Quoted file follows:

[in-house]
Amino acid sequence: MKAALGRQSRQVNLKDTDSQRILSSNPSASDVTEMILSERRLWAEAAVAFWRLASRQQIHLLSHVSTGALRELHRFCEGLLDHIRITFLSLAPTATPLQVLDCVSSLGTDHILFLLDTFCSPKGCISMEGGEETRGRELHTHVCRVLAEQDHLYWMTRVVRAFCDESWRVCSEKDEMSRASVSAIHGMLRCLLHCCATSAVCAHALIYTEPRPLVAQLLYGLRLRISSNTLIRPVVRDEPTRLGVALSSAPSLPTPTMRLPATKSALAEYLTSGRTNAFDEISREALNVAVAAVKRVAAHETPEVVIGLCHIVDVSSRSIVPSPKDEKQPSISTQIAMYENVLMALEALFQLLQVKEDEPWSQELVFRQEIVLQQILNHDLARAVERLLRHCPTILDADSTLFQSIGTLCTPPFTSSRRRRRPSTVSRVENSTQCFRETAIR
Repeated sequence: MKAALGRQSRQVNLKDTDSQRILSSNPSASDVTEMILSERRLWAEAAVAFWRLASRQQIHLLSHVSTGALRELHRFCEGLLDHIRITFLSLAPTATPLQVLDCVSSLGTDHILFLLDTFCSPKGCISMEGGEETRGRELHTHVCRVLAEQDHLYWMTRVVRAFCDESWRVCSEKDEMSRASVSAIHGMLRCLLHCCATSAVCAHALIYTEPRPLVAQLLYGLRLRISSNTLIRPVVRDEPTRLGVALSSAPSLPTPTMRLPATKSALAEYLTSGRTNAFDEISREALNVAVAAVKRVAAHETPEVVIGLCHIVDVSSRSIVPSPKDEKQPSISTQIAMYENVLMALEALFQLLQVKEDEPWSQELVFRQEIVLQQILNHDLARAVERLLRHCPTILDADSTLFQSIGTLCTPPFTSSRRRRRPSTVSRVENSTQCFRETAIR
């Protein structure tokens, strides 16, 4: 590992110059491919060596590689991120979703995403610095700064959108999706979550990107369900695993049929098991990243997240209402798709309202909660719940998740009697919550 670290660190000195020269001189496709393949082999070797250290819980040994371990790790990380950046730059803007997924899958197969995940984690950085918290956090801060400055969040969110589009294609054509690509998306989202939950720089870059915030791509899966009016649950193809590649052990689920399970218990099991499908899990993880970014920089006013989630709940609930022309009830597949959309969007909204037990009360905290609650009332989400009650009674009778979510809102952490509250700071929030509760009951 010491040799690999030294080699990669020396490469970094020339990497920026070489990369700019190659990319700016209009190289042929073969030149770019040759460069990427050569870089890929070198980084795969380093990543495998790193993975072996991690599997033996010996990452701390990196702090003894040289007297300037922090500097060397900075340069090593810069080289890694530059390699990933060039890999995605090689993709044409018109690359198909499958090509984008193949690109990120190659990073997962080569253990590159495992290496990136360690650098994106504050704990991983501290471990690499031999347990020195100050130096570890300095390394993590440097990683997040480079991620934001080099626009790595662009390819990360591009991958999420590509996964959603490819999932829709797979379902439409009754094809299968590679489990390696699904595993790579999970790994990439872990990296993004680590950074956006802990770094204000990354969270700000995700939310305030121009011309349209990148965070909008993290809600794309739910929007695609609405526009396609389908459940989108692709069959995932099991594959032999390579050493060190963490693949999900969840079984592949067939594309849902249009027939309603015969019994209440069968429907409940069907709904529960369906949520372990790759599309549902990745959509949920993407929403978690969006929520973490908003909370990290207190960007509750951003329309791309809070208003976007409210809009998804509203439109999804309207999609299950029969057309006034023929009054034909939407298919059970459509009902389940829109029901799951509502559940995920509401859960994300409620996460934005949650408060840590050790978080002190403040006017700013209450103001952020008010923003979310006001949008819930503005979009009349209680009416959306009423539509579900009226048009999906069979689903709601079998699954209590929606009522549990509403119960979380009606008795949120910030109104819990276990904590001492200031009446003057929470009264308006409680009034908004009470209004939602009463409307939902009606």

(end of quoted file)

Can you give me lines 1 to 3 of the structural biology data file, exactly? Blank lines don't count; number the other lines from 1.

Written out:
[in-house]
Amino acid sequence: MKAALGRQSRQVNLKDTDSQRILSSNPSASDVTEMILSERRLWAEAAVAFWRLASRQQIHLLSHVSTGALRELHRFCEGLLDHIRITFLSLAPTATPLQVLDCVSSLGTDHILFLLDTFCSPKGCISMEGGEETRGRELHTHVCRVLAEQDHLYWMTRVVRAFCDESWRVCSEKDEMSRASVSAIHGMLRCLLHCCATSAVCAHALIYTEPRPLVAQLLYGLRLRISSNTLIRPVVRDEPTRLGVALSSAPSLPTPTMRLPATKSALAEYLTSGRTNAFDEISREALNVAVAAVKRVAAHETPEVVIGLCHIVDVSSRSIVPSPKDEKQPSISTQIAMYENVLMALEALFQLLQVKEDEPWSQELVFRQEIVLQQILNHDLARAVERLLRHCPTILDADSTLFQSIGTLCTPPFTSSRRRRRPSTVSRVENSTQCFRETAIR
Repeated sequence: MKAALGRQSRQVNLKDTDSQRILSSNPSASDVTEMILSERRLWAEAAVAFWRLASRQQIHLLSHVSTGALRELHRFCEGLLDHIRITFLSLAPTATPLQVLDCVSSLGTDHILFLLDTFCSPKGCISMEGGEETRGRELHTHVCRVLAEQDHLYWMTRVVRAFCDESWRVCSEKDEMSRASVSAIHGMLRCLLHCCATSAVCAHALIYTEPRPLVAQLLYGLRLRISSNTLIRPVVRDEPTRLGVALSSAPSLPTPTMRLPATKSALAEYLTSGRTNAFDEISREALNVAVAAVKRVAAHETPEVVIGLCHIVDVSSRSIVPSPKDEKQPSISTQIAMYENVLMALEALFQLLQVKEDEPWSQELVFRQEIVLQQILNHDLARAVERLLRHCPTILDADSTLFQSIGTLCTPPFTSSRRRRRPSTVSRVENSTQCFRETAIR